All told, really not a bad way to start a beautiful, sunny summer day!

But let’s get down to business. My acoustic cover song for today is Bob Dylan’s “All Along the Watchtower.” Ironically, you are probably more familiar with the Jimi Henrix’s cover version than you are of Dylan’s original music. And, even as a HUGE Dylan fan, I have to admit that Hendrix’s cover song is the definitive version. Even Dylan admitted as much — his live performances of the song still reflect Hendrix’s arrangement. That being said, Dylan’s original is heavily acoustic, so I felt that would be a better version for this acoustic guitar music video. So, I grabbed my acoustic guitar, dusted off my harmonica rack, and gave it my all. One take. Could it have been better, more polished? Yes, I suppose. But this is what the Laptop Sessions are all about — this is a snapshot in time, as though you sat down with me in my living room and I just played it for you, on a whim. I hope you enjoy it!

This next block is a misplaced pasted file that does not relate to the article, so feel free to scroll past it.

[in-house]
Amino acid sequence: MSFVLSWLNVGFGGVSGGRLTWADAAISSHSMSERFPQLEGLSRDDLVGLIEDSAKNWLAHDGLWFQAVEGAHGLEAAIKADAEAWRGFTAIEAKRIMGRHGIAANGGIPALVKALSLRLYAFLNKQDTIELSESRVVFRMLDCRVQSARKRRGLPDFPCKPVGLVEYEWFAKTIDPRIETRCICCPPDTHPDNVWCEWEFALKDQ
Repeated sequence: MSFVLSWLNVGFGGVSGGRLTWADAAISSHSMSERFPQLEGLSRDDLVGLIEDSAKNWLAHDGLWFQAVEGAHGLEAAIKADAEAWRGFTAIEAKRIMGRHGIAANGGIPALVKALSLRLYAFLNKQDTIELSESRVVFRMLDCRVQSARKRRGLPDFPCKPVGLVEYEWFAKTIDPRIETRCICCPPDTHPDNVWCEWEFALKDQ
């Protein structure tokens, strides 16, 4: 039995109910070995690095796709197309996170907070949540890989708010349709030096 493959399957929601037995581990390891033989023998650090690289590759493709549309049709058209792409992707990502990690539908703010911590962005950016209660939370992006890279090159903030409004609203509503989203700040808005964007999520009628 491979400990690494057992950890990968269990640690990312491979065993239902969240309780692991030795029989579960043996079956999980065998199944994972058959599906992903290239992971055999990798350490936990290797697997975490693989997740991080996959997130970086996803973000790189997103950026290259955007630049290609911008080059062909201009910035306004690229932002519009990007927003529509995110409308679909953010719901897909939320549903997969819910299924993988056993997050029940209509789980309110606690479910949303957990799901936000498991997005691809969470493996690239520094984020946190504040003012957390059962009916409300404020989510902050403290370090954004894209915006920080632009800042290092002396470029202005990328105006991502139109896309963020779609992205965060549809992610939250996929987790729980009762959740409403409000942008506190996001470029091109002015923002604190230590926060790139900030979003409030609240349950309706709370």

And, of course, don’t miss the unveiling of an all-new acoustic cover song from Jeff Copperthite — his next quality cover video will be posted here tomorrow…

See you next session!

**EDITOR’S NOTE: This video is no longer on YouTube, but please check out our other Bob Dylan cover songs here on the music video blog!

“Good Enough” by Tom Petty & The Heartbreakers – Chords, Tabs, & How to Play

Originally posted 2010-02-26 12:30:44. Republished by Blog Post Promoter

“Good Enough”
Tom Petty & The Heartbreakers

INTRO:   Em     Am     C     B     Em     C#m    Bbm   Gm  – F#m  –  Em

Em
She was hell on her mama, impossible to please;
Am
She wore out her daddy, got the best of me.
C                                                  B
And there’s something about her that only I can see,
B               Em                 C  –  B